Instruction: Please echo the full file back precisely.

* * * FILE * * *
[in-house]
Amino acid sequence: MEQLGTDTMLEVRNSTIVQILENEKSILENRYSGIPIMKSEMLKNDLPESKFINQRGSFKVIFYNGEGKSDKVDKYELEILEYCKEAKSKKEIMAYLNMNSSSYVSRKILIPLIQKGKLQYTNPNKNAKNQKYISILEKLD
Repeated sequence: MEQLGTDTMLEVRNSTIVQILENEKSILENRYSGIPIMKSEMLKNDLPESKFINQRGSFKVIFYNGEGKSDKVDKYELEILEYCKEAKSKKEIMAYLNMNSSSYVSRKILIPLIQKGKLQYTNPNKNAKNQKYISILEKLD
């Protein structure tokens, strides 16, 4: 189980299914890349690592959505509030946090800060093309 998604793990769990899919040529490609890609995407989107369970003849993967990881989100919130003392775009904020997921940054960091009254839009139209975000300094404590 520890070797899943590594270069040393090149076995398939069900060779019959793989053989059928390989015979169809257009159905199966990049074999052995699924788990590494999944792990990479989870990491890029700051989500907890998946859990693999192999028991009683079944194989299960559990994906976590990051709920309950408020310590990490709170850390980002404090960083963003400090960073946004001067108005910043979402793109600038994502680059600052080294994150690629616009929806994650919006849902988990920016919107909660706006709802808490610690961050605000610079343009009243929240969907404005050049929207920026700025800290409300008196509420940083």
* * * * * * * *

[in-house]
Amino acid sequence: MEQLGTDTMLEVRNSTIVQILENEKSILENRYSGIPIMKSEMLKNDLPESKFINQRGSFKVIFYNGEGKSDKVDKYELEILEYCKEAKSKKEIMAYLNMNSSSYVSRKILIPLIQKGKLQYTNPNKNAKNQKYISILEKLD
Repeated sequence: MEQLGTDTMLEVRNSTIVQILENEKSILENRYSGIPIMKSEMLKNDLPESKFINQRGSFKVIFYNGEGKSDKVDKYELEILEYCKEAKSKKEIMAYLNMNSSSYVSRKILIPLIQKGKLQYTNPNKNAKNQKYISILEKLD
């Protein structure tokens, strides 16, 4: 189980299914890349690592959505509030946090800060093309 998604793990769990899919040529490609890609995407989107369970003849993967990881989100919130003392775009904020997921940054960091009254839009139209975000300094404590 520890070797899943590594270069040393090149076995398939069900060779019959793989053989059928390989015979169809257009159905199966990049074999052995699924788990590494999944792990990479989870990491890029700051989500907890998946859990693999192999028991009683079944194989299960559990994906976590990051709920309950408020310590990490709170850390980002404090960083963003400090960073946004001067108005910043979402793109600038994502680059600052080294994150690629616009929806994650919006849902988990920016919107909660706006709802808490610690961050605000610079343009009243929240969907404005050049929207920026700025800290409300008196509420940083």